Alan Hanna, a 40-year member of a partnership that would eventually be called Number TEN Architects, was born in Regina and received his Bachelor of Architecture at the University of Manitoba in 1955. He spent the next year studying under Louis Kahn at the Massachusetts Institute of Technology (MIT) in Boston, where he completed his Master of Architecture in 1956.
That summer Hanna began work with the firm of Izumi, Arnott and Sugiyama in Regina. Hanna stayed in Regina until May 1958; the following year he moved to Winnipeg and took up employment with the firm of Smith Carter Searle. He registered with the Manitoba Association of Architects (MAA) on August 15, 1959. He promptly joined an established partnership with another MIT graduate, Doug Gillmor, to form Blankstein Coop Gillmor Hanna.
Shortly after, he and Morley Blankstein presented an impassioned brief before a fact-finding mission on planning issues to the Royal Architectural Institute of Canada (RAIC). They argued that too much attention went to the pressures of development – roads, sewers and power lines – than to the issues of human happiness. Good architectural design as a key component of city planning could temper some of these issues and make basic human elements a priority, they argued, and Canada could learn from the mistakes of the United States where freeways and rampant suburban development were destroying inner cities. Hanna repeated this same humanist philosophy 10 years later when he was interviewed as the incoming president of the MAA in 1969. With its slower paced growth, Winnipeg still had the opportunity to show other Canadian cities how good development could be realised. He was especially interested in maintaining a vibrant downtown, and felt that a skywalk system connecting buildings had exciting potential to do that.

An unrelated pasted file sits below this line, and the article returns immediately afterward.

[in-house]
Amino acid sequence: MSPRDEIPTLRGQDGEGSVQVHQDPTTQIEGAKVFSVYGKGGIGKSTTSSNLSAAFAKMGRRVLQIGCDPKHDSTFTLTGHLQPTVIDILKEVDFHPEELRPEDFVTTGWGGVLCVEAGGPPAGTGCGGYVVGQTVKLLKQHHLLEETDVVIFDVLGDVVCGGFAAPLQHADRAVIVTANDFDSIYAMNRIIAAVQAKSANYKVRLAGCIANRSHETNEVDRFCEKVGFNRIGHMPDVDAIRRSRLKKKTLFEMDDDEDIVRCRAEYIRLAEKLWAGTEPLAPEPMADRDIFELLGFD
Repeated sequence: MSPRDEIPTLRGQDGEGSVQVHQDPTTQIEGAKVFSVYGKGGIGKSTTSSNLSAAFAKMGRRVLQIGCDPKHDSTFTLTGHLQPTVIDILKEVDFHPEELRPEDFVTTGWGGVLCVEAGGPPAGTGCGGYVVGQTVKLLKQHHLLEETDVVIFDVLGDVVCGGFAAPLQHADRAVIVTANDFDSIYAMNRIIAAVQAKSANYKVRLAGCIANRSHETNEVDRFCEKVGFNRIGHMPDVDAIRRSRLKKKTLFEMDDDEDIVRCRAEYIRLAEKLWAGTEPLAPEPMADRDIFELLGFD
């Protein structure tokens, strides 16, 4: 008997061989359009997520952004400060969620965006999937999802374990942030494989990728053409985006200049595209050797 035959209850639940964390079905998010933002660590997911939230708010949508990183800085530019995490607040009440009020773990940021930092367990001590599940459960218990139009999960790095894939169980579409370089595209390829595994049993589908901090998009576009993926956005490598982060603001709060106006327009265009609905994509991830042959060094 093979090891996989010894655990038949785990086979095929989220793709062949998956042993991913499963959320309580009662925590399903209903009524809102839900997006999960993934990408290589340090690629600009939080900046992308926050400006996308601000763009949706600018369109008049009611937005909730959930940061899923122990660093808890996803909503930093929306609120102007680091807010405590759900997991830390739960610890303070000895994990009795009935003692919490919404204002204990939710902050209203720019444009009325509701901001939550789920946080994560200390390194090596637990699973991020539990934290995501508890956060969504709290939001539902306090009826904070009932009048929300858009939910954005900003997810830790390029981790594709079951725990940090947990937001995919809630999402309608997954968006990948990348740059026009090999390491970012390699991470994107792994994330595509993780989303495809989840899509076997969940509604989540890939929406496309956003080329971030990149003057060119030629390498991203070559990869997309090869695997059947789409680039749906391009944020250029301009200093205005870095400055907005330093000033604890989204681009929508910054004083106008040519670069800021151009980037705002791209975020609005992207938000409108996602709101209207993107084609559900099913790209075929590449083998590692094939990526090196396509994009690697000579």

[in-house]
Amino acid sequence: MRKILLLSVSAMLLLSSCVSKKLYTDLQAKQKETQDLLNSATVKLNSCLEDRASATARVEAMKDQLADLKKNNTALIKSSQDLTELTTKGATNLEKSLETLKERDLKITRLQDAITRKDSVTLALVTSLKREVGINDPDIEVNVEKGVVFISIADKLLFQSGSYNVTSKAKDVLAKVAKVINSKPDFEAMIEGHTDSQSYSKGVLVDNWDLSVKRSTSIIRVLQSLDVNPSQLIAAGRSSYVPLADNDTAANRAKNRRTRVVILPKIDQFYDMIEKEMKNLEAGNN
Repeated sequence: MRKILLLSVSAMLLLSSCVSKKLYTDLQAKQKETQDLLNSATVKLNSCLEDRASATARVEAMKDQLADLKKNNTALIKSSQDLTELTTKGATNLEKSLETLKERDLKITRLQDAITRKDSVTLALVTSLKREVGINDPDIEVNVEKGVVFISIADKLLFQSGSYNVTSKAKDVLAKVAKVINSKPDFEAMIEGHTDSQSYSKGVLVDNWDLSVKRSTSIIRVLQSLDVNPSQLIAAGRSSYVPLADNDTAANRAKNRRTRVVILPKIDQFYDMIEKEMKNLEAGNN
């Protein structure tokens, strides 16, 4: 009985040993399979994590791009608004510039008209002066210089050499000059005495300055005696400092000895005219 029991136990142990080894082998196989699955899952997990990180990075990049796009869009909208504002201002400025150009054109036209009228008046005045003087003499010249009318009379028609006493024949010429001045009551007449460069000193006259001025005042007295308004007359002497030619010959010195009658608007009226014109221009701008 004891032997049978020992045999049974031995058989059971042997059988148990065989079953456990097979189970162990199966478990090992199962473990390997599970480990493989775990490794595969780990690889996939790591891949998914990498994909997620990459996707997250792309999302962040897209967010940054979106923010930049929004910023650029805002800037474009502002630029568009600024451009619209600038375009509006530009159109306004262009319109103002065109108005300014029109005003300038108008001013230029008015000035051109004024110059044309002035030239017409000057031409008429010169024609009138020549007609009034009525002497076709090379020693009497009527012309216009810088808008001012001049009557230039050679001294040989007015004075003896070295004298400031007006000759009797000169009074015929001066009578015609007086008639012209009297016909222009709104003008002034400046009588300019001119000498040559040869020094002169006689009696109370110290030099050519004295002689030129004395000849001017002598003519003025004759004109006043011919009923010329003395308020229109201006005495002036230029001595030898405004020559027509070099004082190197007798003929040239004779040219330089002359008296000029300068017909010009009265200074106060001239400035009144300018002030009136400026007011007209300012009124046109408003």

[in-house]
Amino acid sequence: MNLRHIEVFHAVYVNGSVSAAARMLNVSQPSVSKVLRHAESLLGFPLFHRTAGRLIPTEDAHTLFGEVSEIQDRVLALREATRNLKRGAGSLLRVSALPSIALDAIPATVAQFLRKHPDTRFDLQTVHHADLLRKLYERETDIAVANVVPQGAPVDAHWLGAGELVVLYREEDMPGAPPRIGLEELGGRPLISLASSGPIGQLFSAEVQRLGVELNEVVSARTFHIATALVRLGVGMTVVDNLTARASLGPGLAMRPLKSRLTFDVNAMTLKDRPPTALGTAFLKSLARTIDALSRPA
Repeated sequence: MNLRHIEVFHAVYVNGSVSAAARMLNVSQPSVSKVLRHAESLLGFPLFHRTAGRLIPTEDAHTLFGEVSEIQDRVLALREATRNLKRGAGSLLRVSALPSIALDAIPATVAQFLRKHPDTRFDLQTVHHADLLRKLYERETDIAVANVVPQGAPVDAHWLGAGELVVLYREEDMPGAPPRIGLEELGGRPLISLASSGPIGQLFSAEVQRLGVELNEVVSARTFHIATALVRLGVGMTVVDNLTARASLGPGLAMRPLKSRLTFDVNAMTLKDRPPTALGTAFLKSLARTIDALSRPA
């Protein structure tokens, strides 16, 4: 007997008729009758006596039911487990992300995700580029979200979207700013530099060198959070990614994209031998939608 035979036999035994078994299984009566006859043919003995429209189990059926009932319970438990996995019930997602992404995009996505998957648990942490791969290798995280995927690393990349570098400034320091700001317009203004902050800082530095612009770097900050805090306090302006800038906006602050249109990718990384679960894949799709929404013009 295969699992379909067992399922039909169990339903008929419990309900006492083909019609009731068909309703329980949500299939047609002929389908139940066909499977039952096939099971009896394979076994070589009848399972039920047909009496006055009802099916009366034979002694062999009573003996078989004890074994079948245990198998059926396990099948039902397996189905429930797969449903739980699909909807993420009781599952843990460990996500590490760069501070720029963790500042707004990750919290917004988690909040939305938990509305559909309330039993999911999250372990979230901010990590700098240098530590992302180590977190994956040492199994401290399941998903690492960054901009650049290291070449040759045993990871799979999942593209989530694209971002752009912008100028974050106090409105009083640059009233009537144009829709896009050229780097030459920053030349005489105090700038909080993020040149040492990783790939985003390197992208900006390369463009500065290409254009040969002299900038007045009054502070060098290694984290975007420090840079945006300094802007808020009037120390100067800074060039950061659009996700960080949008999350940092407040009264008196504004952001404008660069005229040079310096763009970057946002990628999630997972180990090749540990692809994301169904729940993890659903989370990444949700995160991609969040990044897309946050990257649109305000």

Hanna’s personal project experience includes partner-in-charge of design and production of the Mendel Art Gallery and Conservatory in Saskatoon, the Churchill Townsite Redevelopment, construction of the high-rise hotel North Star Inn (1968-69), and Northwest Territories housing redevelopment and schools in various northern communities such as Eskimo Point (Arviat), Rankin Inlet, Coral Harbour and Clyde River (Kanngiqtugaapik) on Baffin Island.
Hanna was elected to the College of Fellows of the RAIC in 1974. At that time, he was president of the Children’s Aid Society Board and past president of Neighbourhood Service Centres of Greater Winnipeg. Hanna served on the Board of Regents for the University of Winnipeg, as well as for the Manitoba Theatre Workshop and the Manitoba Aviation Council. Hanna loves flying and was able to combine flying and architectural practice in his various projects with Number TEN in the Northwest Territories and as far north as the Arctic Circle.
Hanna set up a branch office of Number Ten in Vancouver in 1991, to supervise construction of an office building and claim centre and renovations and seismic upgrading of the central station for VIA Rail. The office was relocated to Victoria in 1993.
In April 2002, Hanna was granted Life Membership in the MAA in recognition of his years of service.
- Mendel Art Gallery and Conservatory, Saskatoon, 1964
- North Star Inn, 288 Portage Avenue, 1968-69
- Office Towers, 1111 and 1120 West Hastings ,Vancouver, 1967
- Royal Canadian Mint, 1970
- Revenue Canada Taxation Data Centre,
- “Architects to be honoured.” Winnipeg Tribune. 4 June 1974.
- “City’s expansion lag could be a blessing.” Winnipeg Free Press. 8 March 1969.
- Winnipeg Architecture: Oral History Project, Architectural Practitioners 1945-1975
- “Sewers win out over happiness.” Winnipeg Tribune. 30 October 1959.
- Keshavjee, Serena. ed. Winnipeg Modern. Winnipeg: University of Manitoba Press, 2006.
- Manitoba Association of Architects. Letter to Alan Hanna. 20 March 1997.